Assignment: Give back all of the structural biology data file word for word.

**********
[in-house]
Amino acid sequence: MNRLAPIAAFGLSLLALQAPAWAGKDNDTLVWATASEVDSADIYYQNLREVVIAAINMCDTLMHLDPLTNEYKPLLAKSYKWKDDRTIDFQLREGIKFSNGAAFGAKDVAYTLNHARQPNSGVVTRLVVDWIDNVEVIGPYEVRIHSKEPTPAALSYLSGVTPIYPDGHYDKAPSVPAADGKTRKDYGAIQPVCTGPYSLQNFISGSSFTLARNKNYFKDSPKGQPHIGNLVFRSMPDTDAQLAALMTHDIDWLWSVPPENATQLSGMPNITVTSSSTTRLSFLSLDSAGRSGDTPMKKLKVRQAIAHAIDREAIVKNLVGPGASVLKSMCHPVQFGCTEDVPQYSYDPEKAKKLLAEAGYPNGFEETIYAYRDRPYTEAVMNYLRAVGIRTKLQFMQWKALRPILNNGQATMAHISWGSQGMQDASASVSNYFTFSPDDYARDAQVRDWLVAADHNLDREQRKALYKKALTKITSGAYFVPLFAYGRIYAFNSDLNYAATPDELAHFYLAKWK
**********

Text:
[in-house]
Amino acid sequence: MNRLAPIAAFGLSLLALQAPAWAGKDNDTLVWATASEVDSADIYYQNLREVVIAAINMCDTLMHLDPLTNEYKPLLAKSYKWKDDRTIDFQLREGIKFSNGAAFGAKDVAYTLNHARQPNSGVVTRLVVDWIDNVEVIGPYEVRIHSKEPTPAALSYLSGVTPIYPDGHYDKAPSVPAADGKTRKDYGAIQPVCTGPYSLQNFISGSSFTLARNKNYFKDSPKGQPHIGNLVFRSMPDTDAQLAALMTHDIDWLWSVPPENATQLSGMPNITVTSSSTTRLSFLSLDSAGRSGDTPMKKLKVRQAIAHAIDREAIVKNLVGPGASVLKSMCHPVQFGCTEDVPQYSYDPEKAKKLLAEAGYPNGFEETIYAYRDRPYTEAVMNYLRAVGIRTKLQFMQWKALRPILNNGQATMAHISWGSQGMQDASASVSNYFTFSPDDYARDAQVRDWLVAADHNLDREQRKALYKKALTKITSGAYFVPLFAYGRIYAFNSDLNYAATPDELAHFYLAKWK